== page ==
[License-discuss] [License-review] Evolving the License Review process for OSI
luis at lu.is
Sat Jun 1 16:02:27 UTC 2019
On Sat, Jun 1, 2019 at 5:33 AM Pamela Chestek <pamela at chesteklegal.com>
> Hi Luis,
> Thanks for the comments. Speaking entirely for myself here, I agree with
> you. I hope everyone appreciates that this email was just a first step. We
> are also aware that email sucks (I'm about to tear my hair out after only a
> month of it, so I hear you) and will be working on a better tooling
> solution. I don't expect that to happen too soon, though. Small org,
> volunteers, you get it I'm sure.
Yes, absolutely! Like I said, I greatly appreciate this as a first step,
and will help as best I can. (I'd be happy to participate in a collaborative
of the CAL in a modern collaboration tool like Dropbox Paper or Google
Docs, for example; and might even be moved to volunteer as a moderator for
a Discourse instance.)
> As to rationale and recordkeeping, I expect to be providing a rationale
> document about the OSI's decisions on license approval. However, Richard
> Fontana has pointed out the process problem where there is a pile-on in
> license-review, causing the license submitter to withdraw the license and
> then no opportunity for the OSI to provide any feedback on what the OSI
> itself actually thought about the license. Should the OSI be in the
> business of giving "advisory opinions," and if so, how?
Where there's been a substantial point made, I think the answer is probably
yes - a concise and board-endorsed summary of the CC0 withdrawal, for
example, would have been repeatedly useful to be able to point at over the
How about how the "Master's-Console Open Source Definitive License," a
> license clearly not ready for review, was handled? The problems were quite
> obvious with it, so does anything more need to be said about it?
I agree that in trivial/obvious cases like that one, a full opinion need
not be issued. It might still be worth keeping a list of "trivially
rejected licenses" by general category ("obviously discriminatory",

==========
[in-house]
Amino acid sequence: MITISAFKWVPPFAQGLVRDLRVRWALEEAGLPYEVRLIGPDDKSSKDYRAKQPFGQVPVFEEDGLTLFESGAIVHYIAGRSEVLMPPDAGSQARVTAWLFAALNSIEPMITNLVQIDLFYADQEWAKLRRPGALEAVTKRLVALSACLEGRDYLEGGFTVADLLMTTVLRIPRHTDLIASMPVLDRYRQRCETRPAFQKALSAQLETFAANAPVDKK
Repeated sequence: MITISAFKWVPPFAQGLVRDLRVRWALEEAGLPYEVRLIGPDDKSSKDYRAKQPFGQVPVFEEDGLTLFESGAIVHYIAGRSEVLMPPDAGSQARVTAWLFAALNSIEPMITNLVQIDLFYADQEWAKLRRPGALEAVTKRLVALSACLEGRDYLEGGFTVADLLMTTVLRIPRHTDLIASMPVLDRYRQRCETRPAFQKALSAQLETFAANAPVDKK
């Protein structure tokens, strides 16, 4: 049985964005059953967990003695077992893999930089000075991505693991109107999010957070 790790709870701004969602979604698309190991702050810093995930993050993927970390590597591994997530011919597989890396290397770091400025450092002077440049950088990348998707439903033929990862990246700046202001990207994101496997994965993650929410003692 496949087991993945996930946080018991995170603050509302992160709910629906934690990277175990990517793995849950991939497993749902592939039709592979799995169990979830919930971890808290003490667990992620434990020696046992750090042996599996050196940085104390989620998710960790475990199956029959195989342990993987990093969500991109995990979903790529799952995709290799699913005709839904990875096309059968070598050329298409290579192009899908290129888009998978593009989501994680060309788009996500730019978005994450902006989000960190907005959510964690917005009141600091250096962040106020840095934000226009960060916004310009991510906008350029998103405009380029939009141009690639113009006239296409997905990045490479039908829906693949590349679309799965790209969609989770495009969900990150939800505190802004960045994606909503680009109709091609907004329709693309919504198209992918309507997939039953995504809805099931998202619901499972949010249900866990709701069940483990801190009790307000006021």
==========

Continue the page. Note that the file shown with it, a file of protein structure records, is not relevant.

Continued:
"incoherently written", "explicit patent non-grant", "ICE/996-style", etc.)
as a reference.
> ICYMI, I sent out an email stating we were assuming that it was withdrawn
> because the submitter moved the discussion to L-D, although never
> communicated to us that it was formally withdrawn. Should this have been
> handled differently?
I thought that was a good first step! One could imagine, after a suitable
waiting period, adding a link to that email to
opensource.org/rejected-licenses so as to memorialize it and make it easy
to find later?
> And what about a license that is approved? Every license has flaws that
> people note. Should a rationale document explain why these weren't
> considered problematic, or is approval good enough?
By analogy to the Rust and Wikipedia RFC summary processes I mentioned in
my first email, I think probably for all serious license proposals the
board should have before it a community-reviewed (ideally
community-drafted!) list of pros/cons/substantive issues raised/issued
resolved, which it could either approve as-is (in obvious/easy cases) or
add its own color/flavor to (in more complex cases where an actual decision
is necessary). Some positive effects we might expect to see from this:
- documentation that supplements institutional memory (why did we
approve some of those old licenses? unclear! a summary document might help
us understand, and either fix the problems or apply consistent reasoning
- encourage participation from the whole board, not just the
license-review committee (good for the institutional legitimacy of the org;
consistent with the move towards a broadly elected board)
- sharpen/clarify key points of disagreement (speaking with my Wikipedia
hat on, the summaries are really helpful for this; seems the Rust folks
have had the same experience)
- encourage broader non-board participation (these summary documents are
a good way to lower the barrier to participation in a variety of ways)
Hope that helps.
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